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Kano Makes U-Turn, Finally Admits ‘Strange Deaths’ Is Worrisome

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The Kano State government has made a U-turn and finally admitted the increasing death rate in the state, describing the situation as serious.

There had been reports over the rising deaths in the state, with insinuation that they could be COVID-19 related. But governor Abdullahi Ganduje, rejected the reports, claiming that they were blown out of proportion.

However, in a turn around on Sunday, Muhammad Garba, the state’s commissioner for information, made the admission in a statement, saying the government is working towards keeping residents safe. According to him, the government is concerned over what is happening, and that the ministry of health is already handling the situation.

He said, “This explains why Kano, apart from being the most populace state, did not record a case of the pandemic until lately. Though we agree that the situation on hand currently is serious, we are not resting on our oars in taking appropriate measures to ensure that the good people of Kano state, and indeed, residents in the state protect themselves from the novel COVID-19 pandemic.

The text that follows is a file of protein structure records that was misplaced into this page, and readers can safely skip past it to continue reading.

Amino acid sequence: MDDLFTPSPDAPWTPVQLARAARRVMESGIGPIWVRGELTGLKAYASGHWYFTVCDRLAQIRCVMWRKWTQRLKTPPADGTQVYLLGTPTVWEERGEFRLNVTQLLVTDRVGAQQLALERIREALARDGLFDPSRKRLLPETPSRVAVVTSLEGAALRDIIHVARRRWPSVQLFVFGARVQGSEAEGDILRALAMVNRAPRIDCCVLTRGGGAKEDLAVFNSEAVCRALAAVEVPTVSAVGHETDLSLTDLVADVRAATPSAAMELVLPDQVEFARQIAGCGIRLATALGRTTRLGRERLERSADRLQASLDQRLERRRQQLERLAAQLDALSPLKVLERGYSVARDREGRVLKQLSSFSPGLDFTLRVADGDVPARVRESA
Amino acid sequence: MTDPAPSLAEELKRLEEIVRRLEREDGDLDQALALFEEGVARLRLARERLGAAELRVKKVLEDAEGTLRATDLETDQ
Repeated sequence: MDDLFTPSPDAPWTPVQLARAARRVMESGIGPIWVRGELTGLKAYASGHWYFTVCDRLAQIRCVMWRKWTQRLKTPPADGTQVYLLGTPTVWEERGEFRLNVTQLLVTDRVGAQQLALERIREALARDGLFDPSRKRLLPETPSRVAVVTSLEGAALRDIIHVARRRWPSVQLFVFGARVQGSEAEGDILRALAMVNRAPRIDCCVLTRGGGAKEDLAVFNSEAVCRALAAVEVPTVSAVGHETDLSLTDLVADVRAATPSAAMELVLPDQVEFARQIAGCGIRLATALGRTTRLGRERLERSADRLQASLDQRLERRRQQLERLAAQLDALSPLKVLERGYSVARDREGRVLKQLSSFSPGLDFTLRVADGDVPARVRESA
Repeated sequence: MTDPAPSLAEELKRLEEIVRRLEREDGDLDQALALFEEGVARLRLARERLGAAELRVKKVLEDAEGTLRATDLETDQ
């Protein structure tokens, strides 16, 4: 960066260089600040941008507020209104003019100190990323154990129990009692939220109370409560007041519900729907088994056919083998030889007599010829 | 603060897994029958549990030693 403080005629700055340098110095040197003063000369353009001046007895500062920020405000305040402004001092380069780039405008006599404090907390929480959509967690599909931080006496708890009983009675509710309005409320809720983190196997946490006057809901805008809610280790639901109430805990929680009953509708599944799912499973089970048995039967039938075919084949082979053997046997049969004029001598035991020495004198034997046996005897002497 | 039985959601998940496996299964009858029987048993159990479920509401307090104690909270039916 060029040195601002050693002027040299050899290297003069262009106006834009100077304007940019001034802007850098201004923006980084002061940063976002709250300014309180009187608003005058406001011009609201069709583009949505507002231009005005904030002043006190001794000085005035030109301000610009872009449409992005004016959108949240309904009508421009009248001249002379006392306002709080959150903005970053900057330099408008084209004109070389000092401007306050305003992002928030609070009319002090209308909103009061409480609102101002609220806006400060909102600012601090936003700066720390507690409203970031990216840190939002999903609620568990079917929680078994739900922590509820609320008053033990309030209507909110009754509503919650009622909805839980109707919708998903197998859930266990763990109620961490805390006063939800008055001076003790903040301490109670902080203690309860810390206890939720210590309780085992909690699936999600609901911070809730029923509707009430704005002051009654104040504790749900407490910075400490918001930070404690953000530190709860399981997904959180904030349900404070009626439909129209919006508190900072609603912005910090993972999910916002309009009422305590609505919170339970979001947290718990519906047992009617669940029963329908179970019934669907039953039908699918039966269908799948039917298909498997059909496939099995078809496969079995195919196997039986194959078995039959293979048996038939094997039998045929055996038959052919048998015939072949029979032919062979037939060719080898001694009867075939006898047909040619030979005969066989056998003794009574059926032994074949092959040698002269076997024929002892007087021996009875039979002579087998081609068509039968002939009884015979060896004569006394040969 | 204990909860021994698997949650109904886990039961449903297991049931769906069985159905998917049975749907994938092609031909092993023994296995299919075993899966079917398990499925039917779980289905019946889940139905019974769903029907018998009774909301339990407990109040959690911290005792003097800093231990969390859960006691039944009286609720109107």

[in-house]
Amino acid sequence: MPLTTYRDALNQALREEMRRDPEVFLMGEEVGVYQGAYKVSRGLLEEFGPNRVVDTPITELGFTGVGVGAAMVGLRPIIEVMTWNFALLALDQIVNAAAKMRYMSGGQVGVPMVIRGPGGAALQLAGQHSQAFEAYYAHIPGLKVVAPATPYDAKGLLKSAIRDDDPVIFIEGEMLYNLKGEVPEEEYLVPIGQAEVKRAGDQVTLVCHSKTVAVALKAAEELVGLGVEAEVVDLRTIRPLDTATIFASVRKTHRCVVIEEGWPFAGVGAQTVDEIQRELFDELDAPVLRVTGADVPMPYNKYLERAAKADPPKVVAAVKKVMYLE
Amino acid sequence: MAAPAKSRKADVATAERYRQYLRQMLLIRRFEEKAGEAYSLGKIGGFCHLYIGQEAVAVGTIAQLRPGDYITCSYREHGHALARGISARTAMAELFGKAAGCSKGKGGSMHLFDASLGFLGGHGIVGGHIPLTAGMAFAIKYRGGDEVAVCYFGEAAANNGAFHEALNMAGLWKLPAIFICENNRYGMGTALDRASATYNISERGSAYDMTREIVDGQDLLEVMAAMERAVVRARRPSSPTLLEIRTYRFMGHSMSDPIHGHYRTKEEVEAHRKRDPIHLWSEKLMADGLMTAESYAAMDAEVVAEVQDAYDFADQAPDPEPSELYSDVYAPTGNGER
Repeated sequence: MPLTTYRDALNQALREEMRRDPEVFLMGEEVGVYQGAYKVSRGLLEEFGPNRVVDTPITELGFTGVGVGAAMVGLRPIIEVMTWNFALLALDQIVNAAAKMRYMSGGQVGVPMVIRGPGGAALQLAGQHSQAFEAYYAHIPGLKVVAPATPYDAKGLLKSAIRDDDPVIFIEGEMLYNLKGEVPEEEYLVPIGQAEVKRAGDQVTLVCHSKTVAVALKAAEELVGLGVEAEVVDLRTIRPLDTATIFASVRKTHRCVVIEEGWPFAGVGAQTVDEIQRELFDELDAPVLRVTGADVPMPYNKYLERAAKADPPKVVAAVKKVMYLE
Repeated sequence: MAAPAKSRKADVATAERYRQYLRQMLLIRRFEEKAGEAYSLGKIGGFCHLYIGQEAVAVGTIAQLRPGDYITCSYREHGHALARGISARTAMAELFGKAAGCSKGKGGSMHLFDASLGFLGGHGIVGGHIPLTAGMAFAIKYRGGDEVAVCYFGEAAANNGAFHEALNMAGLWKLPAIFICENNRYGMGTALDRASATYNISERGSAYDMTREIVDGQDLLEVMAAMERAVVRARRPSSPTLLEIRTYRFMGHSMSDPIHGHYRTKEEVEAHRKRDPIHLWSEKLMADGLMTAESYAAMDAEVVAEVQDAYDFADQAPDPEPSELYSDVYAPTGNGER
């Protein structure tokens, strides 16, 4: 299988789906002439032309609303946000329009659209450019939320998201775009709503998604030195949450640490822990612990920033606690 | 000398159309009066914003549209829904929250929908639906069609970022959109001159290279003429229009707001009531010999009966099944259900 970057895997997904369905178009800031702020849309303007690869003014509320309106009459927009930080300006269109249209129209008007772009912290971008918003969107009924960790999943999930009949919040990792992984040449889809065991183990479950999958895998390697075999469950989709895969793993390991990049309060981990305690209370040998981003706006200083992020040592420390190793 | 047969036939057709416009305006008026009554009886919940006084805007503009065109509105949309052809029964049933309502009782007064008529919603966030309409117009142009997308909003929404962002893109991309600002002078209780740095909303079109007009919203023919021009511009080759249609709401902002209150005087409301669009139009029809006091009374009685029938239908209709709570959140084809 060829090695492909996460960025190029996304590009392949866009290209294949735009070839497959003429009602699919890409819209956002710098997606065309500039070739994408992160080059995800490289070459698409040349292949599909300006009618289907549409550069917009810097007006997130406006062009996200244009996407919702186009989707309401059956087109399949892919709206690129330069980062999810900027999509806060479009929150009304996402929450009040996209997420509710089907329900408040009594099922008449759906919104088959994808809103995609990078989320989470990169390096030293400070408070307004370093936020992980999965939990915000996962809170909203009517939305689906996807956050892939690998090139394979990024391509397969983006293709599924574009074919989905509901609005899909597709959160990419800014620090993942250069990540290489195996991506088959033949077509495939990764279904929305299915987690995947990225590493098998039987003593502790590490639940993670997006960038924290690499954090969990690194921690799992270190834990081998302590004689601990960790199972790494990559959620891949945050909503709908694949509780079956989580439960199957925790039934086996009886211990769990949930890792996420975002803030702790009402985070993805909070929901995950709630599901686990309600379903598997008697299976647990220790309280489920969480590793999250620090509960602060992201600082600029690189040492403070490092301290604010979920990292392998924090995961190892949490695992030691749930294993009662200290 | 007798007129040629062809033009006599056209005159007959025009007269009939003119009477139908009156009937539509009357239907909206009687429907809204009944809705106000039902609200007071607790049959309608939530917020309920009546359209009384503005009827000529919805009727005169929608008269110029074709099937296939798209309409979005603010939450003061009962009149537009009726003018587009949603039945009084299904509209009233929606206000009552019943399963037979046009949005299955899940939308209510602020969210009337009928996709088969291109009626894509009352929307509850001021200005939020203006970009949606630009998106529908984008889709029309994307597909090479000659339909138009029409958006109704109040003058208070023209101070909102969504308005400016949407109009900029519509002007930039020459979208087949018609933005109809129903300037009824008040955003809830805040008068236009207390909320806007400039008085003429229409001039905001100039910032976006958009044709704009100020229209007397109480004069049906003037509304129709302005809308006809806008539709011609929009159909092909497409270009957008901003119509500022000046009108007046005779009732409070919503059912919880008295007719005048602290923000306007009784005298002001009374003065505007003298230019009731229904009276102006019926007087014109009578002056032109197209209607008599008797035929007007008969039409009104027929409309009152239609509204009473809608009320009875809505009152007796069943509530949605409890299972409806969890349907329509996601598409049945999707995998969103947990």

“Moreso, the state government has three modern isolation centres where those tested positive to COVID-19 are being cared for. We are also hopeful of getting additional two isolation soonest. The government has also hired a hotel where suspected cases are accommodated.

“Also, Kano state government is collaborating with​ Bayero University Kano (BUK) to establish a testing centre within the institution, which will be ready in two weeks time after being certified by the NCDC. This will, indeed, enhance our determination to ensure that every suspected case undergo test.

“Governor Ganduje has also sent a passionate appeal to the Federal Government to urgently work on the NCDC testing centre at AKTH which has been closed down for sometime now.

“We have enough medical manpower that can take care of the patients. What we are now asking for is financial assistance from the Federal Government and other donors to help sustain all this infrastructure and also continue the provision of palliatives to our people.”

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